Fine Tuning Controversial Thoughts on The Language of Science and Faith

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Some really heady stuff – no doubt why many seek the most simplistic of answers. This is not meant to be a slight against anyone, but we do, as a species, like to seek more simple answers. Theologians and Scientists, however… well, maybe they are a meta-species are something.

I am covering two chapters for this reflection. Chapter 6 deals with the controversy which surrounded and still surrounds Darwin’s theories while chapter 7 deals with something which I find uniquely interesting – the ability for this universe to support life.

What is interesting is the history of the reaction to science, especially in this country. It wasn’t really until the 1960’s that we found the extreme reaction to evolution that we see today. As the authors show, even the pioneers of Fundamentalism (this is something that I struggle with – separating fundamentalists from the early Fundamentalism, especially on this topic). The authors, though, know their history – and they are able to show that like other events in American history, the rise of YE-Creationism needs to be examined as a-historically as possible. You see, even before Darwin, there were extreme scientific introspections, even among Christians, as to the dating of the earth and thus the interpretation of Genesis 1. There was also freedom in this arena, unlike what we see now.

The response to Darwin’s theory was over all, muted. There were religious leaders which support Darwin’s theory, even against the theology of the Fall. As the authors explain it, evolution presents a bottom up picture of life, where as some Christian theology presents a steady rate of decay. (p152)

Here, I have to wonder how entropy might play into theological speculations… Also, I have to wonder how evolution might play into the theology of progression… We see this progression of God’s interaction with humanity throughout the Text until Christ. The relationship grows, matures, and is renewed. Further, we are told that we are progressing towards the realized New Creation.

Again, let me stress that the authors are not riding down hard on Young Earth Creationism. They are mindful to present the sides factually correct. But, they are also hard pressed not to call YE-Creationists (and later IDs) out on their inconsistencies, pitfalls, and problems. They are also not shy about their history, as I stated early. See the documented reaction to Darwin on 156-157 as well as their interpolation into our story of another fruit from 7th Day Adventism. For those who remember, it was the Adventists who gave the world King James Onlyism. They have also given the world much of the theological support behind the ‘science’ of YE-Creationism (compare Warfield, the Baptist, and White’s reactions to science (158 – 160)).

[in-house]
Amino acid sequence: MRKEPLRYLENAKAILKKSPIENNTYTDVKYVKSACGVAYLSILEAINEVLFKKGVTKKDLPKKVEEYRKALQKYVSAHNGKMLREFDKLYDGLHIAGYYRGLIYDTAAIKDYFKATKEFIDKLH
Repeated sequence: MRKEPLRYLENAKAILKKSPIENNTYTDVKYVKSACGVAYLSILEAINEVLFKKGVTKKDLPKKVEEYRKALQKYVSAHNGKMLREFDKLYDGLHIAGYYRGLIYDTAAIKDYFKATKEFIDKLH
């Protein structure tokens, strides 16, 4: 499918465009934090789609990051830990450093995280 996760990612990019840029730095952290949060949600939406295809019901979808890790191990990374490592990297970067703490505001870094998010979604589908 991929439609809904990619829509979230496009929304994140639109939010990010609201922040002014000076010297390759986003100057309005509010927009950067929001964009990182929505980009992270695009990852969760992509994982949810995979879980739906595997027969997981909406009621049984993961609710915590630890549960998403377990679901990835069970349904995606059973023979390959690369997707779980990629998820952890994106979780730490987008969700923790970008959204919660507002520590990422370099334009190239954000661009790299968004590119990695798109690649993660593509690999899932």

After much of this history, they move on to tackle several of the pseudo-scientific claims against evolution, such as the often misapplied second law of thermodynamics. They end this chapter by discussing the scientific origins of Life, to which they admit that no one can provide an insightful answer to just yet.

I think we need to understand, in this debate, first what life is and second how unusual it is, how fragile it is.

It is chapter seven in which they discuss with exciting detail just how unique the conditions of life are in this universe. I say this universe because as those who have read Dawkins knows that he advocates a multi-verse. What is important is that, as the authors show, each theory against the uniqueness of this universe needs more evidences to support it. Further, as our authors state, rather explicitly, a scientist needs objective data. The multi-verse does not meet these requirements (p189).

These natural laws which make it possible to support life supports the idea of a fine tuning of these laws, and thus a fine tuner. It is important that you take this chapter as equally theological. They note how unsettling these laws are to naturalists and the such – and I can see that – especially with the detail which they provide. There is no reason why Life should exist, why the planets should exist, why anything should exist as it does in this universe of ours – except that it does.Everything has to be magnificently perfect.

This isn’t the God of the Gaps there, and it is something which they make clear. This is where they are able, more than the other chapters, the theologian’s duty to take science and show how it points to God. They are careful to never say affirm, but always that these natural laws point to God.

With two chapters left, I urge you to buy this book. It is an important piece in any theological library and a must for those grappling with the old heresy that if Science is true, God isn’t.

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